The CPU 16 sends a signal to the CTL terminals of the memories 30 and 31 so that the memories 30 and 31 are set in the write mode or read mode. When the CTL terminal is set to a logic 0, the memories 30 and 31 are set to the write mode where the IF signal is sampled at a rate equal to the clock input at the CK terminal and is stored in the memories 30 and 31. It should be noted that the IF signal is actually read into the memories at a rate equal to the clock input at the CK terminal but another way of looking at the same circuit operation is to "sample" the IF signal by the clock at the CK terminal and then to store the samples of the IF signal to the memories 30 and 31. While the IF signal is being written to the memories 30 and 31, the IF signal input to the IF terminal is also passed directly to the OUT terminal of the memories 30 and 31. When the CTL terminal is set to a logic 1, the memories 30 and 31 are set to the read mode where the IF signals are output to the OUT terminals at a rate equal to the clock input at the CK terminal.

The clock generator 27 adjusts the frequency of the master clock MCK in response to the control signal at the CTL terminal. The master clock MCK is supplied to the code generator 12, carrier generator 15, and the counter controller 19. The frequency of the master clock MCK is set to a first frequency when the CTL signal is set to a logic 0, and to a second frequency which is ten times higher than the first frequency when the CTL signal is set to a logic 1. By setting the frequency of the master clock MCK to a rate ten times faster than the first frequency, the code generator 12, carrier generator 15, and the counter controller 19 can operate at a rate ten times faster than before. Correspondingly, the frequencies of the code and carrier are also ten times higher.

Before searching for the carrier frequency and code phase, the CPU 16 sets the carrier frequency of the carrier generator 15 to a predetermined value and then sets the CTL signal to a logic 0 in order to store the IF signal at the thus set carrier signal into the memories 30 and 31. The IF signal is first recorded for a time length equal to 1 millisecond, which is equal to the amount of time necessary to complete one cycle of the code signal. After the selected carrier frequency has been stored in memory, the CPU 16 sets the CTL signal to a logic 1 in order to set the memories 30 and 31 to the read mode and in order to increase the frequency of the master clock MCK generated by the clock generator 27 to the second frequency so that the IF signals in the memories 30 and 31 are read out at a rate ten times faster than the rate at which the IF signals were written.

When the master clock MCK is set to the second frequency, the frequencies of the clock signals supplied by the carrier generator 15 have frequency ten times faster than the actual carrier frequency so that the I counter 13 and Q counter 14 can operate at a rate ten times faster than the rate at which the IF signals were written.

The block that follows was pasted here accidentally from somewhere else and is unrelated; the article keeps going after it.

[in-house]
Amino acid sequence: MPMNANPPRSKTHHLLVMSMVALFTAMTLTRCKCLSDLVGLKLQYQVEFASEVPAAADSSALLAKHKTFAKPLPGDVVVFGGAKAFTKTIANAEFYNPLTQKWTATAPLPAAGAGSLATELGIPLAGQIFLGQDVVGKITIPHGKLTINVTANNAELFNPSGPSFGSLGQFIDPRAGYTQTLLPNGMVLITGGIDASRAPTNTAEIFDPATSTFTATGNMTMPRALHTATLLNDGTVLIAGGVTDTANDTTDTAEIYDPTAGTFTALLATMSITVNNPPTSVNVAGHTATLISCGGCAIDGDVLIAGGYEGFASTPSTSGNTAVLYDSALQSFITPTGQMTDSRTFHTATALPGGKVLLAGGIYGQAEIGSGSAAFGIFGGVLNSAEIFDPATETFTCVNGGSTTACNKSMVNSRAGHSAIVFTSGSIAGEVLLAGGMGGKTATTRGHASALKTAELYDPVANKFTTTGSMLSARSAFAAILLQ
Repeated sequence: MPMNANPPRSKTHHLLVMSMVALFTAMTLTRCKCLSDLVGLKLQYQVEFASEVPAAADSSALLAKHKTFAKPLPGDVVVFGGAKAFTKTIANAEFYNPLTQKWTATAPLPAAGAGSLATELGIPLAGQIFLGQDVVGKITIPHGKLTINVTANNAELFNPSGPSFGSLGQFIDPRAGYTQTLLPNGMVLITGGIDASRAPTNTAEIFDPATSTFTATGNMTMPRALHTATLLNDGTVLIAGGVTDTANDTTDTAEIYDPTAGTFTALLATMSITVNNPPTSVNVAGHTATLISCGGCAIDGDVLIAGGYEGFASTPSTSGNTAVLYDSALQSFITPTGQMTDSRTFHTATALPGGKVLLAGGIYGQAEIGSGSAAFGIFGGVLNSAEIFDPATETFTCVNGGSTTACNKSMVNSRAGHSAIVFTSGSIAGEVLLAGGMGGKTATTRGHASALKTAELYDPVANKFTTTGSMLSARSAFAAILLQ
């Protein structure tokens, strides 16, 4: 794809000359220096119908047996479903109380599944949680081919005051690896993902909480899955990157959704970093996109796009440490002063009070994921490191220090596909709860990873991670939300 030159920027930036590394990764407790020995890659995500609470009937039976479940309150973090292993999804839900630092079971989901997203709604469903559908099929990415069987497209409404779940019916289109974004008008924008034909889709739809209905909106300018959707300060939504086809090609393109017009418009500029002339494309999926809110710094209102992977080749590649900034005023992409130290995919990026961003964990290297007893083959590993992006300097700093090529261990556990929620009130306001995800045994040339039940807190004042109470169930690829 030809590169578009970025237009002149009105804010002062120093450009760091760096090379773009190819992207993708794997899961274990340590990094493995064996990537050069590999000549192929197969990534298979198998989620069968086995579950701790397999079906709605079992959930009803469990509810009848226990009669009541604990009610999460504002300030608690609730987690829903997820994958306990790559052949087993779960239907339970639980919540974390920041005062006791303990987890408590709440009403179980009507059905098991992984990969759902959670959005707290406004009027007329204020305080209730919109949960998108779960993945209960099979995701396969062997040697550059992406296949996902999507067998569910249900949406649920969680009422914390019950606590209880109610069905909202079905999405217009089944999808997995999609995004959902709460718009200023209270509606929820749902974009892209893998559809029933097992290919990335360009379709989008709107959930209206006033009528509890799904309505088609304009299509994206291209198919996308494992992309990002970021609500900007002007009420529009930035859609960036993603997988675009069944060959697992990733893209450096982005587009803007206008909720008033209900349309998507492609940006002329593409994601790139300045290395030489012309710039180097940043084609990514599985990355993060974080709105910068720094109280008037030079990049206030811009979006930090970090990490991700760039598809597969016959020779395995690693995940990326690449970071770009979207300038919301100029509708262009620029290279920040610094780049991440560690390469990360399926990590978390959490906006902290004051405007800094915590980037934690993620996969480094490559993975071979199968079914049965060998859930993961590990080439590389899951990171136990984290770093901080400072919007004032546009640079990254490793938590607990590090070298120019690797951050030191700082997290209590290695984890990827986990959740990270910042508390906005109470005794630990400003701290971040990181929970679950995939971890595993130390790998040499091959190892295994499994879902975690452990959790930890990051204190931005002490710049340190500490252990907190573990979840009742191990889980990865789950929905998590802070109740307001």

The CPU 16 sets a predetermined value of the code phase for the IF signals read from the memory in order to determine the value of correlation which in turn is compared by the CPU with a threshold value for the peak value of correlation. The CPU 16 searches for a peak of correlation while incrementing the code phase by one chip each time if the value of correlation does not exceed the threshold value. The time required for one complete search for frequency and phase can be calculated by multiplying 1023 by the total number of increments and by the time necessary to complete the search for one increment. A tenth of a millisecond is required to detect the value of correlation of the code signal because of the increased clock speed, and as a result the search for the peak of correlation can be completed in one tenth the time required by the prior art signal processing circuit.

Once the CPU 16 acquires the correct signal from the desired satellite, the CPU 16 sets the CTL terminal to a logic 0, which allows the IF signal supplied to the memories 30 and 31 to directly pass from the IF terminal to the OUT terminal so that the I register 25 and Q register 26 are available for synchronous tracking of the received signal.

FIG. 2 shows a first embodiment of one of the memories 30 or 31 in the form of a random access memory (RAM) bank. When the WR terminal of a RAM 51 is set to a logic 1, the RAM 51 is set to the write mode where one-word data consisting of eight bits of data is input to terminals Dn of the RAM 51 and stored into a memory location determined by the address An. When the RD terminal of the RAM 51 is set to a logic 1, the RAM 51 is set to the read mode where the one-word of data which is stored at address An is output to the Qn terminal. The RAM has at least as many memory locations as there are values of IF signal to be recorded. The number of values of IF signal correspond to the time required for calculating the correlation of signal for one complete cycle of code.